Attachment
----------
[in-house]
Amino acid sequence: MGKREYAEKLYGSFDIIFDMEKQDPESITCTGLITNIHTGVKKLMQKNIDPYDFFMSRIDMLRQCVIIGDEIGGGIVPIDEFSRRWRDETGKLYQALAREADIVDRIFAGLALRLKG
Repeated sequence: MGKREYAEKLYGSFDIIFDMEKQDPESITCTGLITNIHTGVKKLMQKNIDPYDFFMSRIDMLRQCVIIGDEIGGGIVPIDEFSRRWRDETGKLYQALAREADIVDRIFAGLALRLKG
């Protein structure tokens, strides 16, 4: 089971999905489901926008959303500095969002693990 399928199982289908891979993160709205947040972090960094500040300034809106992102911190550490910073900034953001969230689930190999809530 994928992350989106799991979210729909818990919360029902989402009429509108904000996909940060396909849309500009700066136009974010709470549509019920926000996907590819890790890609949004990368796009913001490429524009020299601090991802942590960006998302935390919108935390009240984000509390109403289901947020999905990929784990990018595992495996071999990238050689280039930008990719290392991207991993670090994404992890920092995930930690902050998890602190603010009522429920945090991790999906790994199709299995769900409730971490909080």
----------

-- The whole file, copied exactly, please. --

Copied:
[in-house]
Amino acid sequence: MGKREYAEKLYGSFDIIFDMEKQDPESITCTGLITNIHTGVKKLMQKNIDPYDFFMSRIDMLRQCVIIGDEIGGGIVPIDEFSRRWRDETGKLYQALAREADIVDRIFAGLALRLKG
Repeated sequence: MGKREYAEKLYGSFDIIFDMEKQDPESITCTGLITNIHTGVKKLMQKNIDPYDFFMSRIDMLRQCVIIGDEIGGGIVPIDEFSRRWRDETGKLYQALAREADIVDRIFAGLALRLKG
């Protein structure tokens, strides 16, 4: 089971999905489901926008959303500095969002693990 399928199982289908891979993160709205947040972090960094500040300034809106992102911190550490910073900034953001969230689930190999809530 994928992350989106799991979210729909818990919360029902989402009429509108904000996909940060396909849309500009700066136009974010709470549509019920926000996907590819890790890609949004990368796009913001490429524009020299601090991802942590960006998302935390919108935390009240984000509390109403289901947020999905990929784990990018595992495996071999990238050689280039930008990719290392991207991993670090994404992890920092995930930690902050998890602190603010009522429920945090991790999906790994199709299995769900409730971490909080």